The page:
Archos GamePad 2 review

archos 546.jpgType: Android gaming tablet
Price as reviewed: £179

Archos’s first attempt to enter the ‘gaming tablet’ market was way back in 2012 (a huge year in terms of tech), with its original GamePad – though it didn’t quite work for me, unfortunately. Many moons on though, and I’ve managed to get my hands on the French-based manufacturer’s GamePad 2, which carries a ton of improvements to both design and power when compared to its predecessor.


At first glance, the GamePad 2 could easily be mistaken as a Sony PS Vita or PSP. It is only really distinguished by an a larger form-factor and the Archos logo which has been nicely placed under the tablet’s respectable 7- inch display. The tablet is reassuringly solid and comes in at 200.5 mm x 154 mm x 9.9 mm, weighing 400g.

You’d think an Android tablet weighing 400g would be pretty heavy to hold, compared to Google’s Nexus 7 which is actually over 100g lighter, though surprisingly, the GamePad 2 has a nice weight to it. As well as this, it’s solid and sports slightly curved sides which add to a tight and sustainable grip.

Looking around the GamePad 2, you’ll find the usual ports and buttons (power/lock button, volume rocker, 3.5mm headphone jack, micro-USB charging port and the added extra of a mini-HDMI), along with some physical gameplay controls such as a D-pad and two analogue sticks – just like the PS Vita.


With the GamePad, you get a 7- inch panel which offers up a 1080p resolution. I did a few tests to determine the quality of the GamePad 2’s display, and have to say that I think it’s rather impressive, with an excellent colour balance – a huge improvement when compared to the original GamePad.


The GamePad 2 has been pre-loaded with Google’s Android 4.2 Jelly Bean operating system – not KitKat – and features a more stock experience, with little design input from Archos. Personally, I don’t mind this, however it would’ve been nice to have seen some sort of software customisation.


Archos hasn’t just improved the overall design and display of the GamePad 2, as you also get a 1.6GHz quad-core processor that is much faster than the original GamePad – though clearly not as whizzy as the Advent Tegra Note’s Tegra 4 processor as touted by some of its rivals.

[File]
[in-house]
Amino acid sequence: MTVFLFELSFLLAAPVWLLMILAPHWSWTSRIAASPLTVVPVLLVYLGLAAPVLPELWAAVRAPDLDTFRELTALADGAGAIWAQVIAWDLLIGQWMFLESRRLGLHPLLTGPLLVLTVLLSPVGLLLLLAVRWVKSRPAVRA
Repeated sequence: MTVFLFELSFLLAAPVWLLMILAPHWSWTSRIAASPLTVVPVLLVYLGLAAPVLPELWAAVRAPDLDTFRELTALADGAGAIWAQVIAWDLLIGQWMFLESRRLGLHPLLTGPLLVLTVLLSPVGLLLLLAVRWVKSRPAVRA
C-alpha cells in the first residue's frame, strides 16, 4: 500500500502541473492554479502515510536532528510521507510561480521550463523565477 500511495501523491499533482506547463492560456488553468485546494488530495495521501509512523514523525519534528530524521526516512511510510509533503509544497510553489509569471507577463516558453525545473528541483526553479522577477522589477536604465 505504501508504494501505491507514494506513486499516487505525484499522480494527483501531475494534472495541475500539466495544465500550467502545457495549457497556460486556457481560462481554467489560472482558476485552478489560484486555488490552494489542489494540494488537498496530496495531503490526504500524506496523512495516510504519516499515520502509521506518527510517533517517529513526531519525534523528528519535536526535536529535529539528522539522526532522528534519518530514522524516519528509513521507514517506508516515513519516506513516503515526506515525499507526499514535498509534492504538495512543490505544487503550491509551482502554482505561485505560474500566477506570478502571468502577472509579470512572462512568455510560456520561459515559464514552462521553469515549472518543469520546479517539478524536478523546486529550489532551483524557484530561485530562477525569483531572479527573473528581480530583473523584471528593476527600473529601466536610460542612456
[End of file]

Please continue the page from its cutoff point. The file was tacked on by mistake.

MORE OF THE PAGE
In terms of memory, you’re able to choose from 8GB and 16GB options, although you can easily expand the memory, either way, as you’re able to make use of the micro-SD card slot. In fact, if you can get an extra 64GB this way, which means you wouldn’t necessarily need to splash out on the more expensive 16GB model just to get an ample amount of space to store your apps and games.

The 5000mAh battery was also great when it came to actually using and testing the GamePad 2, providing plenty of power for browsing the web, updating my Facebook status and playing a few games.


If you intend on purchasing the Archos GamePad 2, then you would’ve obviously been attracted by its gaming abilities and how it sports full gaming controls – which is unique for an Android tablet.

The GamePad 2 has been highly supported by Gameloft, who are known for wide variety of licensed movie-based and other games, providing the tablet with access to a range of different titles -including Modern Combat and Asphalt 8, which have been pre-installed and don’t cost you a penny.

Testing out the gaming capabilities of the GamePad 2, I was very impressed with the updated D-pad and analogue sticks, and found the mapping feature very useful when it came to playing a number of different titles from the Play Store.


The GamePad 2 is a fine Android tablet in terms of power and overall performance, and is a huge improvement over its predecessor – perfect if you’re someone who’s obsessed with games. Whether you need it over a more conventional tablet, it is a decision that only you can make.